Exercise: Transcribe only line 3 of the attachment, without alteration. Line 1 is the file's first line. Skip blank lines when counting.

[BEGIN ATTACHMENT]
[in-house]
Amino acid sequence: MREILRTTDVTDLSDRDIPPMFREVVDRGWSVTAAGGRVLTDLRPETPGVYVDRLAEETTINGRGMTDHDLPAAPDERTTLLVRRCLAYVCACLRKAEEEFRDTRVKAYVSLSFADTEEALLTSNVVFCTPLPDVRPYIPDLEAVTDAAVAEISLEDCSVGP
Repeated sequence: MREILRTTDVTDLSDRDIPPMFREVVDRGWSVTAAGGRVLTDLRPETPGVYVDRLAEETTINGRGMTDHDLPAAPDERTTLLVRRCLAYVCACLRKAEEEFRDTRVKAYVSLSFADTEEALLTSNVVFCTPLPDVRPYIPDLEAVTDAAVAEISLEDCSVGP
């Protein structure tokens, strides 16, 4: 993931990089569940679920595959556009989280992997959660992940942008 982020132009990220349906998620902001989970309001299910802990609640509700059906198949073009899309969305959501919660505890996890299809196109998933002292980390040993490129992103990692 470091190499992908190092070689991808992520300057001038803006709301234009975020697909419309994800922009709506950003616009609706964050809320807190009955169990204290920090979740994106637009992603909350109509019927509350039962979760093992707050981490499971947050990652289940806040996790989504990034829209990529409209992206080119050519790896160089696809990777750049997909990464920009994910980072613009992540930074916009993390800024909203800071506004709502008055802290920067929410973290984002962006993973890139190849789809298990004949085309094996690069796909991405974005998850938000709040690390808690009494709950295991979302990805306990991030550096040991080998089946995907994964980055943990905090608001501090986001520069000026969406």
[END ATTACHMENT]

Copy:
Repeated sequence: MREILRTTDVTDLSDRDIPPMFREVVDRGWSVTAAGGRVLTDLRPETPGVYVDRLAEETTINGRGMTDHDLPAAPDERTTLLVRRCLAYVCACLRKAEEEFRDTRVKAYVSLSFADTEEALLTSNVVFCTPLPDVRPYIPDLEAVTDAAVAEISLEDCSVGP